A24 via Everett Collection
Bill Murray is about to ghost it up... again. The Ghostbuster veteran is set to join the cast of B.O.O.: Bureau of Otherworldly Operations, according to a tweet from DreamWorks Animation.
The animated supernatural flick will follow "two bumbling apparitions who find themselves in an extraordinary after-life adventure when they join the Bureau of Otherworldly Operations (B.O.O.) – the ghost world's elite counter-haunting unit – and ultimately must face off against the planet’s greatest haunter." Murray will voice a villainous ghost named Addison Drake (and we can only hope that he's the "greatest haunter" that the plot speaks of).
While the cast includes a star-powered line-up – Seth Rogen, Melissa McCarthy, Rashida Jones, Matt Bomer, and the recently announced Jennifer Coolidge and Octavia Spencer will all voice the comedy – the film didn't seem like it was going to be any different from various other star-packed animations... that is, until Murray signed on. The film's director Tony Leondis (Igor) said: "Bill Murray is the perfect actor to bring this character to life — or should I say 'after-life?'", and we couldn't agree more.
Adding Murray to any movie instantly ups its appeal and makes it standout from the crowd, mostly because Murray stands out from the crowd himself. From Zombieland to Charlie's Angels to Get Smart, Murray manages to turn movies that have the potential to be complete duds into movies that, well, feature Bill Murray, and that makes the film more attractive. He's like the spicy kick of herbs that a bland dish needs. Adding him into the mix almost makes you forget what's going on behind him. So when in doubt, make sure Murray is in your movie.
20th Century Fox will release B.O.O. on June 5, 2015.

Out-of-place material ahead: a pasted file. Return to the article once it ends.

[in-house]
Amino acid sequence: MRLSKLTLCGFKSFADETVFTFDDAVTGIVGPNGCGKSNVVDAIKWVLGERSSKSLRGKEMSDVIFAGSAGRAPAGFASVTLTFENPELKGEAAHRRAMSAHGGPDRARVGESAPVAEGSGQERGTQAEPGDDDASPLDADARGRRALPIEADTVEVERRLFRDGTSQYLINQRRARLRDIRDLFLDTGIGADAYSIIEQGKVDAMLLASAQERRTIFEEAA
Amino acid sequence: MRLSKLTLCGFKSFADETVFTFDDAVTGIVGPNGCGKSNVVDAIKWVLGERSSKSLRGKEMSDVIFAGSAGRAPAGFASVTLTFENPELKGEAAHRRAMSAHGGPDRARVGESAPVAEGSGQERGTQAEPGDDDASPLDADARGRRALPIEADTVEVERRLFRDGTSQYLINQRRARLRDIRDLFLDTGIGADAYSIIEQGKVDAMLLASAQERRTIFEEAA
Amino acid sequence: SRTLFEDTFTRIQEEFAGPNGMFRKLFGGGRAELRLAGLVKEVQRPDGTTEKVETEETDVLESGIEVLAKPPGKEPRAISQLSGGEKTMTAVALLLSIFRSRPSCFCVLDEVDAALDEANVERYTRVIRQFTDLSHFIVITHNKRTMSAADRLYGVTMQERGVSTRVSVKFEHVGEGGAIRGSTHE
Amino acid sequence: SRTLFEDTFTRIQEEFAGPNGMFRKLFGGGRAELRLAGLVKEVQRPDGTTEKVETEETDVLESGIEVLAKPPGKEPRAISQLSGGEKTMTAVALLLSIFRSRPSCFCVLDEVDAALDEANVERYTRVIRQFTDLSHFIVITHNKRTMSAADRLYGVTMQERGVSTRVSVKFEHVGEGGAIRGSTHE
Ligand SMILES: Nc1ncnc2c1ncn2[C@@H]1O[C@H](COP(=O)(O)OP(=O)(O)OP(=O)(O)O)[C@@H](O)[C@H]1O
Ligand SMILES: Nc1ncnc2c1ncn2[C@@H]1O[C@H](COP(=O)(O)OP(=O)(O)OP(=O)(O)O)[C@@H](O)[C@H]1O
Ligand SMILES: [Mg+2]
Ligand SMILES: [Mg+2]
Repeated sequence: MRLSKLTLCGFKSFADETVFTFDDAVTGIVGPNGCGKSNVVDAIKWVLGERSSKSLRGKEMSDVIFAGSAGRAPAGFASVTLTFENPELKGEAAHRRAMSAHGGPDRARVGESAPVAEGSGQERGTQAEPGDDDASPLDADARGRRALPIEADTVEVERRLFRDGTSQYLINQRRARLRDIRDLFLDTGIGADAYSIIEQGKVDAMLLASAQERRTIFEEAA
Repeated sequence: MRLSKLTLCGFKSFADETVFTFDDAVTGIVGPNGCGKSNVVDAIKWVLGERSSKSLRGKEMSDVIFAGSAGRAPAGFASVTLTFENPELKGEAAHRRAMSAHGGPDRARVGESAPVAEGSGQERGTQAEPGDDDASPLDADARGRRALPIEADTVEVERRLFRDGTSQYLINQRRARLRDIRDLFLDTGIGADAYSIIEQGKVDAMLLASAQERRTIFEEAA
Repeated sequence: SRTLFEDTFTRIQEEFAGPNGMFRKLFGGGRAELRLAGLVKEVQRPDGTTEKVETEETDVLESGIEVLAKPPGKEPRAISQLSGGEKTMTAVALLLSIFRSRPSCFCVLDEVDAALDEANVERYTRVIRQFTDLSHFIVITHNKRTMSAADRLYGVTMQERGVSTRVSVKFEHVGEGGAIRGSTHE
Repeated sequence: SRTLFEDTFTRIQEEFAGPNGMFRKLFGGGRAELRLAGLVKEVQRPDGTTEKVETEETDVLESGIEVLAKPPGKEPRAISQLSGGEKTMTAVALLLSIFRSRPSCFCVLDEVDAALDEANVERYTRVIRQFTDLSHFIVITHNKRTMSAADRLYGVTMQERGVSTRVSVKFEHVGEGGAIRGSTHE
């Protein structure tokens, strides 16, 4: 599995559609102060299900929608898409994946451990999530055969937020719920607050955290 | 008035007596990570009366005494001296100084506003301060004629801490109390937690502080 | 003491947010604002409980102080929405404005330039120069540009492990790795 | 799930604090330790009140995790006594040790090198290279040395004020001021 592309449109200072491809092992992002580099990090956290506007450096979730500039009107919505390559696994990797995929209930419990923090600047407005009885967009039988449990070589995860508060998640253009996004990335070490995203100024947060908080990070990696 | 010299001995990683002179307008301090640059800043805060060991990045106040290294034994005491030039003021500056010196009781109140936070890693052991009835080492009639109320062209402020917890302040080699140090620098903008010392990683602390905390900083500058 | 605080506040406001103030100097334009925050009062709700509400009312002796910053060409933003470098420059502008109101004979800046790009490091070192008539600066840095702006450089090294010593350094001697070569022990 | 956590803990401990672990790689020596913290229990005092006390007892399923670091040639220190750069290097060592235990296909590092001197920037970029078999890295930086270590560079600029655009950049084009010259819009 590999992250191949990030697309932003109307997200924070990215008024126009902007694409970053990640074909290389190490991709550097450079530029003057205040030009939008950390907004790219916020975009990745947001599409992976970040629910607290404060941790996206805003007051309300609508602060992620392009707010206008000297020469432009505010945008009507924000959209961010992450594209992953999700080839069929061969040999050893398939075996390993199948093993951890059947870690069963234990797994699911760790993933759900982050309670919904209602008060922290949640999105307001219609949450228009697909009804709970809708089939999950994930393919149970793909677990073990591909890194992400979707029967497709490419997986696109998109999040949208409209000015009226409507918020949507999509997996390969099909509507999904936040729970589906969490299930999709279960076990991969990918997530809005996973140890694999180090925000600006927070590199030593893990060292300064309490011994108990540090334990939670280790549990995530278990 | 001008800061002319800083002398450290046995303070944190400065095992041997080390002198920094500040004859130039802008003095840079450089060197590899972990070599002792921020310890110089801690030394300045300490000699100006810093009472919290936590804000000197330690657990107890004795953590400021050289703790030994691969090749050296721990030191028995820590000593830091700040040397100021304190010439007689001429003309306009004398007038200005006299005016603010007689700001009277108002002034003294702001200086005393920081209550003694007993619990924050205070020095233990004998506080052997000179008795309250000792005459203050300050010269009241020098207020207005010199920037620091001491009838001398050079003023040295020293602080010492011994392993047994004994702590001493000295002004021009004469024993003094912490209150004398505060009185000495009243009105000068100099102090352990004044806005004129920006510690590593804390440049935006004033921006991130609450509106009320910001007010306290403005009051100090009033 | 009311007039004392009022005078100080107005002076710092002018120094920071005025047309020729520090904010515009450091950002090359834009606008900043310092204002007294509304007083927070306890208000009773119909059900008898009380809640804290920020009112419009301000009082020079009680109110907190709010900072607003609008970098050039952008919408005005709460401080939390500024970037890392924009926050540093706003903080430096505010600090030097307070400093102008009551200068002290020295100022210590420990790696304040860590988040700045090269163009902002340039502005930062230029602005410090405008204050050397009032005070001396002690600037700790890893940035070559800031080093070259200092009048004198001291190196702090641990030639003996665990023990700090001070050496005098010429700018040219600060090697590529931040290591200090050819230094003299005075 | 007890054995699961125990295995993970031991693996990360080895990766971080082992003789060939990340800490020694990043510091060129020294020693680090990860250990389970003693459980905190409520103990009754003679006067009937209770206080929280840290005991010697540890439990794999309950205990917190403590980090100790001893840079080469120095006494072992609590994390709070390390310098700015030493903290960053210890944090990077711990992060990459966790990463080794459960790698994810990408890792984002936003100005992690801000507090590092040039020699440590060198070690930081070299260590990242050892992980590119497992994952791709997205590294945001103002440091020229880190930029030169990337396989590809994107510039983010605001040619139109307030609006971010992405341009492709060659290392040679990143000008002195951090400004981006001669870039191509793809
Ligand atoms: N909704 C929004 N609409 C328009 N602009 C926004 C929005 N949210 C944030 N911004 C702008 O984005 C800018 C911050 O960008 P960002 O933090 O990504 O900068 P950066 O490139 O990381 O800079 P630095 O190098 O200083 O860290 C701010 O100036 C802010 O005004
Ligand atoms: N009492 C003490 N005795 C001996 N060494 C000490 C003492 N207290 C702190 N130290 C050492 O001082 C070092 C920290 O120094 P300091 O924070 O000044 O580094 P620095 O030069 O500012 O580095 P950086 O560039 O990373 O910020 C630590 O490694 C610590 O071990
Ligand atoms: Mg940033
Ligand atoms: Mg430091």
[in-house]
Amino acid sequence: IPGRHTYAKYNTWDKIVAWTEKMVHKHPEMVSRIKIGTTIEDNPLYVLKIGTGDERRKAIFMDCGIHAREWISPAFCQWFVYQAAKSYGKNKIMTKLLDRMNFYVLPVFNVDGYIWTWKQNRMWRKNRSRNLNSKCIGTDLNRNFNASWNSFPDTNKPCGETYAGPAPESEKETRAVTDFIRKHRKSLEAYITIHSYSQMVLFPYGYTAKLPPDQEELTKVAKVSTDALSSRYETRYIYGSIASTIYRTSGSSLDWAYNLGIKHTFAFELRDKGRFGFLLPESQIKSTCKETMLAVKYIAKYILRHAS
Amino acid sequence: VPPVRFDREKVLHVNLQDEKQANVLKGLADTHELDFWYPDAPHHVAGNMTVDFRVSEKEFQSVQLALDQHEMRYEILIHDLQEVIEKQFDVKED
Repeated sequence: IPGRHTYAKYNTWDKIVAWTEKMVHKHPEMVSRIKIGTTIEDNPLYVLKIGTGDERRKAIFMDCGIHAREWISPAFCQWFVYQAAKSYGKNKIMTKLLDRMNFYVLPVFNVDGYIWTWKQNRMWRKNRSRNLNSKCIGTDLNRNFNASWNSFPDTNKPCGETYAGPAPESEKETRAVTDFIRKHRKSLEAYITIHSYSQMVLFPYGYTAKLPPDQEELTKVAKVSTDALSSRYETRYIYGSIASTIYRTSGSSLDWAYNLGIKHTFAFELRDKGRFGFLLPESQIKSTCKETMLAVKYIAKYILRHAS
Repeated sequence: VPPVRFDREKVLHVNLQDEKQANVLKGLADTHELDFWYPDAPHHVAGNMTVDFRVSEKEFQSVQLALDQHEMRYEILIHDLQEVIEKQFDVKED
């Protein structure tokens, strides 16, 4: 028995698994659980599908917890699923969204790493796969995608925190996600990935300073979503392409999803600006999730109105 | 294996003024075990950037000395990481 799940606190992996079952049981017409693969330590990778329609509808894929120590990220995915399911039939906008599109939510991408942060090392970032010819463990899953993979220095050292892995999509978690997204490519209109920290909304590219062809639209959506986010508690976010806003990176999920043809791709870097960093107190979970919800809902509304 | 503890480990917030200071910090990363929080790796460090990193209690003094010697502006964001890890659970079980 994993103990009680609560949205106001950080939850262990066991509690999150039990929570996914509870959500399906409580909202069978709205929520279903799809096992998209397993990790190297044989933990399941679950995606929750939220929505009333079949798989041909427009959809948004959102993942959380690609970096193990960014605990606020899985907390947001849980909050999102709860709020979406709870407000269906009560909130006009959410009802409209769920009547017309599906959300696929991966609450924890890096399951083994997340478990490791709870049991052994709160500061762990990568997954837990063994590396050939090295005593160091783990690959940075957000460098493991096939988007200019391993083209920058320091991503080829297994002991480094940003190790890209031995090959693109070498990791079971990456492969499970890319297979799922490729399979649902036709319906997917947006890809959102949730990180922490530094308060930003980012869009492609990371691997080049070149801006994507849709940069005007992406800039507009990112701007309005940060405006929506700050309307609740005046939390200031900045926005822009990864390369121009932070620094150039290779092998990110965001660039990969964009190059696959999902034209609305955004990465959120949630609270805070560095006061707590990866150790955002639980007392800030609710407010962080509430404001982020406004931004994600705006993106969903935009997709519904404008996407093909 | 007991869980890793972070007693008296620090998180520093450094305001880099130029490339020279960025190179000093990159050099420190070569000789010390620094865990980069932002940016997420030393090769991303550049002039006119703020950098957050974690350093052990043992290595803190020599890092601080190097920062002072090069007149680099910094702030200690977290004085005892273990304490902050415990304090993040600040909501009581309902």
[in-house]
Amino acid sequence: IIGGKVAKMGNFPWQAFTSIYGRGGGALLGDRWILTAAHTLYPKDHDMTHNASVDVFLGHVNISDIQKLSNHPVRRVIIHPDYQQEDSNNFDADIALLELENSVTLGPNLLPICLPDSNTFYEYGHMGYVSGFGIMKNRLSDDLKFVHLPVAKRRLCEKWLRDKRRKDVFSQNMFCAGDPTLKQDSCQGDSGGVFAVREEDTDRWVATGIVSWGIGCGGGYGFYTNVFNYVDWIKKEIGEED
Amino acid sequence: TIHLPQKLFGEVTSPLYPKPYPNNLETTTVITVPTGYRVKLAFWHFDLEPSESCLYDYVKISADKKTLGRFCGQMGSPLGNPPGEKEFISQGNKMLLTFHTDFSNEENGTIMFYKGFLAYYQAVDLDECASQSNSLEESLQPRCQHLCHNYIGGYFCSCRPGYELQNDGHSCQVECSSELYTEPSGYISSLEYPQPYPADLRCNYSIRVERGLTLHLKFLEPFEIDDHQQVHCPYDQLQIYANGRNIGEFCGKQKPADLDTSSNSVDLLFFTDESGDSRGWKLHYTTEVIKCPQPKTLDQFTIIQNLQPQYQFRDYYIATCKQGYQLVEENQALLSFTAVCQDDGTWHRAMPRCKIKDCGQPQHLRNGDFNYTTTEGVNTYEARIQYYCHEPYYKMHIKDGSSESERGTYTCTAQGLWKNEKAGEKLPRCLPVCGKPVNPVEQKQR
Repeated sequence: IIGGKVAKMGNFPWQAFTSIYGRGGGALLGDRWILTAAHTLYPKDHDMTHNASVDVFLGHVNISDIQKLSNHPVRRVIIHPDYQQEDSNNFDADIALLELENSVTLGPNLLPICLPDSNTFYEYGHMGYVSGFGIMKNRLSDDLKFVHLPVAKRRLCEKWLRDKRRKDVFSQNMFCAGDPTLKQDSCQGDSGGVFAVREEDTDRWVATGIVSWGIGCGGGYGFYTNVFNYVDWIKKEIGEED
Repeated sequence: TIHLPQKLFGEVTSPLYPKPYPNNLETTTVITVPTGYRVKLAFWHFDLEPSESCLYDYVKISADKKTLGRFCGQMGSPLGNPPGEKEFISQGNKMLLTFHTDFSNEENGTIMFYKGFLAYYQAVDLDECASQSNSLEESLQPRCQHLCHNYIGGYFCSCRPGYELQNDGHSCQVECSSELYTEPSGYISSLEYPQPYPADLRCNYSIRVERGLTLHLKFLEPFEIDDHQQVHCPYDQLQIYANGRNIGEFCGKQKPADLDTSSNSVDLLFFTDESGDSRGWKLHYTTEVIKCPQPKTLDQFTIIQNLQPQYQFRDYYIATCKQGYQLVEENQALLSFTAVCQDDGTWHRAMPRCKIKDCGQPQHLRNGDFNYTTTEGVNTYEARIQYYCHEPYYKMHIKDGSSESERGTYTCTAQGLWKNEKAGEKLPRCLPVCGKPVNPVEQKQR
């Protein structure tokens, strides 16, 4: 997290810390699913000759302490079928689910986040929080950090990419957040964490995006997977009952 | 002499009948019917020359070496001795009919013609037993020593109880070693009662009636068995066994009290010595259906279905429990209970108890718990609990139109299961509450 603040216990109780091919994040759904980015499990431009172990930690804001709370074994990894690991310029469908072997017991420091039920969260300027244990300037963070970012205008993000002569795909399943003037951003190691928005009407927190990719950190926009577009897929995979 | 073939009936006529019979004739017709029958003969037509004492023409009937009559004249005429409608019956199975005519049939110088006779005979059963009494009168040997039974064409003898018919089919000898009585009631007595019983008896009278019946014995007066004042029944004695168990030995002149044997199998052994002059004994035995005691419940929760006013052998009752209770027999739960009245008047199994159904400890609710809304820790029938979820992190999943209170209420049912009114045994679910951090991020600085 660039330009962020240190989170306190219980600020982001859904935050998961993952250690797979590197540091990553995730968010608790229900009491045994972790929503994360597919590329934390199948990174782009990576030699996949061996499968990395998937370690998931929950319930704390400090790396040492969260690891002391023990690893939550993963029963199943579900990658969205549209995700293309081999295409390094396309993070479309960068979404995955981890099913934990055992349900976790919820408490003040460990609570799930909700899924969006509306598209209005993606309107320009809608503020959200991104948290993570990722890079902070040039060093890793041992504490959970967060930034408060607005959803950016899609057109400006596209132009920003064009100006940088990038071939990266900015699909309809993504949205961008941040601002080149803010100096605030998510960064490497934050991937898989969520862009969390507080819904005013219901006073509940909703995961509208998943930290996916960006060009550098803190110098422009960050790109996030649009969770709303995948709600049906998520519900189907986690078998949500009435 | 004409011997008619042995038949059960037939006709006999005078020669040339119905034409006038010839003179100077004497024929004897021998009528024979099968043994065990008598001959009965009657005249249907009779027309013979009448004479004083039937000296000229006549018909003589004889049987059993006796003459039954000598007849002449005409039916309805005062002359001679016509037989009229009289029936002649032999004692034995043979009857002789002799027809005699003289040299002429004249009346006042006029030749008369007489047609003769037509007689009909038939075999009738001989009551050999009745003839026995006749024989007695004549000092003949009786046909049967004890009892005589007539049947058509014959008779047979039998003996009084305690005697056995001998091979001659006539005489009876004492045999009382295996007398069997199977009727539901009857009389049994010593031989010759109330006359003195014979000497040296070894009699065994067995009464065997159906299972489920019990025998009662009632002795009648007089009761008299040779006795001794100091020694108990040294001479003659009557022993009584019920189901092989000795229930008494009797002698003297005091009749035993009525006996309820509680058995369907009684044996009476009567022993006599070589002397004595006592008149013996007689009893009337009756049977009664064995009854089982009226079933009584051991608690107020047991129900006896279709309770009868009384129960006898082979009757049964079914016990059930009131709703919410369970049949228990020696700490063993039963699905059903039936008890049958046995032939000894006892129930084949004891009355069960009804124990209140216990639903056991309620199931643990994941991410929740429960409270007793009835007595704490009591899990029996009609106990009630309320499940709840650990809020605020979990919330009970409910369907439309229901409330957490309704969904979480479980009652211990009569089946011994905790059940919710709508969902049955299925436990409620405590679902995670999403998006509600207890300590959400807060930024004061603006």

On the eve of his first novel's publication San Francisco writer Amir (Khalid Abdalla) is called back to the Middle East for a chance to make childhood wrongs right. An extended flashback set in late-'70s Kabul Afghanistan introduces young Amir (Zekeria Ebrahimi) the bookish son of a forceful respected businessman (Homayoun Ershadi) who despairs over his son's tendency to let his loyal friend/servant Hassan (Ahmad Khan Mahmidzada) fight his battles for him. On the fateful day of the citywide kite-fighting tournament Amir's inability to stand up to bullies has heartbreaking consequences for both him and Hassan. Soon after Amir and his father flee the invading communists eventually ending up in California. Time passes but Amir's guilt doesn't fade--so when a long-lost family friend offers him the chance to redeem himself he returns to the city of his birth to face many difficult truths. One of the best things The Kite Runner has going for it is its cast of virtual unknowns; since none of them are familiar faces to American audiences it's much easier to become wholly absorbed in their story. Abdalla is earnest and solemn as grown-up Amir. Both haunted by and determined to forget about his terrible betrayal he's often hesitant and unsure of himself (except when he meets the woman who will become his wife and courts her in a series of charming scenes). More charismatic is Ershadi who imbues Amir's father with the perfect mix of honor ferocity and sentiment. And top honors go to the boys who play young Amir and Hassan. Making their screen debut (along with co-star Elham Ehsas who's coldly menacing as bully Assef) Ebrahimi and Mahmidzada are natural genuine performers who make their characters' complicated friendship both believable and heart-wrenching. With a resume that includes the tragic (Monster's Ball) the sentimental (Finding Neverland) and the surreal (Stranger Than Fiction) it's clear that Marc Forster isn't wedded to any particular style or genre. Which is fitting since The Kite Runner is so many things at once: a coming-of-age story a sweet romance a gripping war drama. Forster does a good job of balancing the story's many needs staying faithful to Khaled Hosseini's novel while also streamlining it to keep things moving. As in the book the movie's glimpses of a (relatively) liberal prosperous '70s Afghanistan are particularly compelling; audiences who only think of the country in the context of the ultra-conservative Taliban rule (and subsequent U.S. occupation) will be entranced. Later when Amir returns home to find fear despair and dusty emptiness it's impossible not to mourn right along with him.